Charles Dickens’ famous quote fittingly describes the situation of the Philippine Catholic Church today, “it was the best of times, it was the worst of times.” The Church is under great and constant scrutiny, having to contend with persistent accusations about hypocrisy and mishandling of financial and sexual abuses. Not a few bishops and priests were severely criticized either for being too outspoken or for being overly silent on the raging social issues such as poverty, corruption and extra-judicial killings. The recent bombing in Jolo Cathedral and the still unresolved murders of priests and civilians, especially the vulnerable children, have made a lot of people very apprehensive and uncertain about the practice of the faith and even about life itself. It is these very situations, however, that the Church, from the hierarchy to the lay people, is given the chance to not only purify herself but to also lead the way forward. The current troubling circumstances can be graced occasions for the Church’s ongoing self-reflection on the true nature of her mission in the community and society and consequently what kind of leadership she should exercise in order to fulfill her purpose.
Vatican II stressed that the ministry of the hierarchy (bishops, priests and deacons) is the sharing in the threefold mission of Christ—priestly, prophetic and kingly. In 2018, the Philippine Church celebrated the Year of the Clergy and Consecrated Persons with the theme, “renewed servant-leaders for the new evangelization.” The challenge for Church leaders, year in and year out, was not to put one’s self on pedestals and positions of authority but to be role models and authentic witnesses through humble servant leadership. From personal experiences and observations, I would dare say (and humbly ask for understanding and forgiveness) that there have been a lot of distortions when it comes to the practice of the kingly ministry. Many lay people may have been scandalized when seeing Church leaders who, instead of fulfilling the kingly mission, which should be have been expressed in service, in the promotion of justice, peace and liberation, have instead chosen to be served, to enrich themselves and to aspire for position and be caught up with worldly ambitions and concerns.
We could pick up a lesson or two on servant leadership from Game of Thrones, one of the groundbreaking TV shows, not about the narcissistic politics and frequent backstabbing, but in the featured High Valyrian saying, valar morghulis, which means “all men must die,” which is usually answered with the phrase valar dohaeris, meaning “all men must serve.” The saying not only emphasized the reality of death, which all of us must face, but also articulated the invitation to make something of ourselves while we are still alive. To live for others. To serve others.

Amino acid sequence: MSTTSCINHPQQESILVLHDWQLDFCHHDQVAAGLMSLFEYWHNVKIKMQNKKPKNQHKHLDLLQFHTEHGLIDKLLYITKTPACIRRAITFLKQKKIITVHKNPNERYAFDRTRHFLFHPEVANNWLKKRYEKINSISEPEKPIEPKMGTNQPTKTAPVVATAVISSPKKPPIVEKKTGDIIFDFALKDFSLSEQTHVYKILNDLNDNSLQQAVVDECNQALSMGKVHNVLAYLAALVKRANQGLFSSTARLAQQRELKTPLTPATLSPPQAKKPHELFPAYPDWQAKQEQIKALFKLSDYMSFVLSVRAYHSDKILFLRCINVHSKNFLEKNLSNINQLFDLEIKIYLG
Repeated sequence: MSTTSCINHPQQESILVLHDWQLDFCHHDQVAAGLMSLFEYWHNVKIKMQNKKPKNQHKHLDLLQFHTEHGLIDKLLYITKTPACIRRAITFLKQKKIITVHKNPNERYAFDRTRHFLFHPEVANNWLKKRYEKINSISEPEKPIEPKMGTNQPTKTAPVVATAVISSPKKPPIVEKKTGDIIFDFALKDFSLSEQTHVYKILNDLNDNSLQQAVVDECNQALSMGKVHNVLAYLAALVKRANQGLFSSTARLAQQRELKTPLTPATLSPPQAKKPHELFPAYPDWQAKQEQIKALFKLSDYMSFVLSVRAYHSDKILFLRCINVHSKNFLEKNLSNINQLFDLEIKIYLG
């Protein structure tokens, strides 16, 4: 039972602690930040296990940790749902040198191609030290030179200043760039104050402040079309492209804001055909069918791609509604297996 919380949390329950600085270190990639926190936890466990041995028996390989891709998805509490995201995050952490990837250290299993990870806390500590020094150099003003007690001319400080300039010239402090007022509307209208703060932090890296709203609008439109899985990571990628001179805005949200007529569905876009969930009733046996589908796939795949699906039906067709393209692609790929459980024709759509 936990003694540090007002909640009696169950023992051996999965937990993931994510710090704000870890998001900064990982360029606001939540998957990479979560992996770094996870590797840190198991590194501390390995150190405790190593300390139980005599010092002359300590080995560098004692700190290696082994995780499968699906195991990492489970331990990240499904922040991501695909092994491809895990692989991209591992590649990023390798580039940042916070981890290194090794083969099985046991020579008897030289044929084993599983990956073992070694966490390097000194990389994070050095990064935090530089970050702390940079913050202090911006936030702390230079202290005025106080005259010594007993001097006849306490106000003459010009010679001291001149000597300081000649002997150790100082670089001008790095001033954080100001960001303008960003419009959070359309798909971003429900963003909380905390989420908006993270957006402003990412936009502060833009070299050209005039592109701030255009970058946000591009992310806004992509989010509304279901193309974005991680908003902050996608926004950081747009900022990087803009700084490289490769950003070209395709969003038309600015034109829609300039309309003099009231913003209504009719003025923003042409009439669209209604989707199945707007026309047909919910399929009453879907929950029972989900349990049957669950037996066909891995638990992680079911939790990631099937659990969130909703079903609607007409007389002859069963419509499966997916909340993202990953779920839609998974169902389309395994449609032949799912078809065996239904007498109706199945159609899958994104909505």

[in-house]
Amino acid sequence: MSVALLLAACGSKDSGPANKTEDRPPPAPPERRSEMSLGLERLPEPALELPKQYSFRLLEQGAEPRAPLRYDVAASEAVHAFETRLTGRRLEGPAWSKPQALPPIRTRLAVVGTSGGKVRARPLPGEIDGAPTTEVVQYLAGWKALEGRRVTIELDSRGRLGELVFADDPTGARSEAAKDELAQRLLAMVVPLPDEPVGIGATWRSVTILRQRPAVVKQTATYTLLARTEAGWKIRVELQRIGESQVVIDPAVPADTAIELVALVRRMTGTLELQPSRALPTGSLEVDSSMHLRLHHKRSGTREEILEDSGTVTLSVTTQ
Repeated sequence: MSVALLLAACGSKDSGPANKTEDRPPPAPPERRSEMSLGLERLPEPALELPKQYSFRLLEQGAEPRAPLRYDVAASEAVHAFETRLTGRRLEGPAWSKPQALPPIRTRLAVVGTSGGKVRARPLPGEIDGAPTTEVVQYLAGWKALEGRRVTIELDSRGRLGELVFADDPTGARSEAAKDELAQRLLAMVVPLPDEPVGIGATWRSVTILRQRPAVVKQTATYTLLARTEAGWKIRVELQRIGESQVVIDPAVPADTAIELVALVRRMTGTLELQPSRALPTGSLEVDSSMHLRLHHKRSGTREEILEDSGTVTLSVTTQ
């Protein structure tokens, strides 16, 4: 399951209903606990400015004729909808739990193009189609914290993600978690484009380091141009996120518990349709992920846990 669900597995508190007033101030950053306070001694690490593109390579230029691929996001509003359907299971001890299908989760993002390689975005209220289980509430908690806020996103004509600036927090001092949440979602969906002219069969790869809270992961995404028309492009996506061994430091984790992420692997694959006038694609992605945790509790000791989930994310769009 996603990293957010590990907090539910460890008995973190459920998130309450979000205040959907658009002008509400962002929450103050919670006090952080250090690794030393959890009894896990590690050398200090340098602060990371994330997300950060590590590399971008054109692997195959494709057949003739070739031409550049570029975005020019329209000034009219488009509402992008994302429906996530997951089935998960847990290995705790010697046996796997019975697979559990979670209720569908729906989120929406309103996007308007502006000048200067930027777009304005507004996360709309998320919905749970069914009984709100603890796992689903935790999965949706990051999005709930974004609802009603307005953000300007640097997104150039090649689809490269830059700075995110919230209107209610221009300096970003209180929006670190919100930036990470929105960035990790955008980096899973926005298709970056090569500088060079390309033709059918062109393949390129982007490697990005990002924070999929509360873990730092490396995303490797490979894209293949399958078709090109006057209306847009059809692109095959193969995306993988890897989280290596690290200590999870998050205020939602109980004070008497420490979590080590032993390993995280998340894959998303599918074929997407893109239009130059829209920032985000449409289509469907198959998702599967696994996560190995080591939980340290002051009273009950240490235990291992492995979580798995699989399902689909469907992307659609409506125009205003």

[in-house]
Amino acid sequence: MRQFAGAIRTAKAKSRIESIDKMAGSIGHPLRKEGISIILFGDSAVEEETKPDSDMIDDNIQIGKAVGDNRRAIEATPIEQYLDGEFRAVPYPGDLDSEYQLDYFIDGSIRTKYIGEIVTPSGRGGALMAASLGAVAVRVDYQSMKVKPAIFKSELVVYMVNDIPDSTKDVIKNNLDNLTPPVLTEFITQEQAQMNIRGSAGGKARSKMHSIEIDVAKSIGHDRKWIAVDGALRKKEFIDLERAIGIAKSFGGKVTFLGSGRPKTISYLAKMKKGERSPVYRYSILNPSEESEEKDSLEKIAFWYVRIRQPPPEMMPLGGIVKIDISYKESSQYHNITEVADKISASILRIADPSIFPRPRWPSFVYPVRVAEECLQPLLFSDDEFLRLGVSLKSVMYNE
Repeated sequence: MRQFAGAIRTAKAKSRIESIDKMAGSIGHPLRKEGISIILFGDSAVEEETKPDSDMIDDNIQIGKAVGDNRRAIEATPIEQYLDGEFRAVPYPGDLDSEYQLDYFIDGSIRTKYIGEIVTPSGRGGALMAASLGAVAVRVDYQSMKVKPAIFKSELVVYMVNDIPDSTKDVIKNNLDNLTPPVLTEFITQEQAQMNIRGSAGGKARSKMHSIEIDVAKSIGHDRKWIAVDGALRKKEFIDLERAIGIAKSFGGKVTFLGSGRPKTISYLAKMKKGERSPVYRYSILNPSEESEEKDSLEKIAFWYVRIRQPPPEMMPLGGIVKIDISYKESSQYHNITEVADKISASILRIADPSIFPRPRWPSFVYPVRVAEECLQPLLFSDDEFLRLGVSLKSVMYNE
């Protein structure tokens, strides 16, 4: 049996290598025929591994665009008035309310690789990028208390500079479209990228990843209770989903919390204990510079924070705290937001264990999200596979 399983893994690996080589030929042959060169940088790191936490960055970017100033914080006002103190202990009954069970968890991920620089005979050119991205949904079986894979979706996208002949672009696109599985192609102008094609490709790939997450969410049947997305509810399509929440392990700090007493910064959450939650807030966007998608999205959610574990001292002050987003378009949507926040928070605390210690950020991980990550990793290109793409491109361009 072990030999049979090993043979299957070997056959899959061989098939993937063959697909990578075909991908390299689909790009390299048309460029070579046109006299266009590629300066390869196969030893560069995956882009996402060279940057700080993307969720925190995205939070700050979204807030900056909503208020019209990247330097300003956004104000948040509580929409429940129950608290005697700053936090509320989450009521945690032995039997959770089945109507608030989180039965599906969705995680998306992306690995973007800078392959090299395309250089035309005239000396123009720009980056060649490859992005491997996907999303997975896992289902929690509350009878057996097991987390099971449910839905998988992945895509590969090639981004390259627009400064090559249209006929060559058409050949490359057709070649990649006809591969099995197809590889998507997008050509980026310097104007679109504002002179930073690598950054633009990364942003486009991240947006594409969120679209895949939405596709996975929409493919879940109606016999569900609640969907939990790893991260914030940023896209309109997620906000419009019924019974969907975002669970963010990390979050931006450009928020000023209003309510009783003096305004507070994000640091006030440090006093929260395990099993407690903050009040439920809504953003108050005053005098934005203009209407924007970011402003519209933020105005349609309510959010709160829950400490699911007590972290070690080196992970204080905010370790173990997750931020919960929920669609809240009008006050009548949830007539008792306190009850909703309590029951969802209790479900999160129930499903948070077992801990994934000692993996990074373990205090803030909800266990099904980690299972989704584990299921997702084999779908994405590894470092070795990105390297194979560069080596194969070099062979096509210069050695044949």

Our Catholic faith pushes the envelope on servant leadership, where Jesus declared, “there is no greater love than to lay done one’s life for one’s friends.” We are not only invited to confront the stark reality of death but to even welcome it, embrace it, in the name of service. The call to offer one’s life for the flock should not just be a pious platitude but a concrete call that shepherds must be ready to respond to, for the capacity to give up one’s life for others may very well be the ultimate test and standard of servant leadership. It is what distinguishes the servant leader from the self-serving leader. It is what separates the merciful leader from the mercenary, from the one who is just after the pay, not the well-being of the sheep.
This is indeed trying times for the Church, and the Church should not let this golden opportunity pass by. When a church leader shows that the life of others is more important than one’s own life, then, that person is able to bring the powerful and moving message across the organization that the focus is not about the leader or any material goal but about the concern and development of the members, which is what servant leadership is all about. This sincere readiness to offer one’s life for others is a trait that the discerning faithful would not just notice and appreciate but would most likely lead to a deeper commitment to God and to the community. When this happens, the servant leader’s death then, becomes filled with meaning, and the servant leader’s dying to one’s self and for others, becomes life-giving.
Fr. Didoy Molina is a Doctor of Business Administration student at the Ramon V. del Rosario College of Business of De La Salle University. He took up philosophy studies in San Carlos Seminary and finished his theology studies in Loyola School of Theology, Ateneo de Manila and seminary formation in San Jose Seminary. He finished his MBA at the Ateneo Graduate School of Business. He is currently the parish priest of Christ the King Parish in Pamplona Uno, Las Piñas City. He can be reached at [email protected] The views expressed above are the author’s and do not necessarily reflect the official position of DLSU, its faculty and its administrators.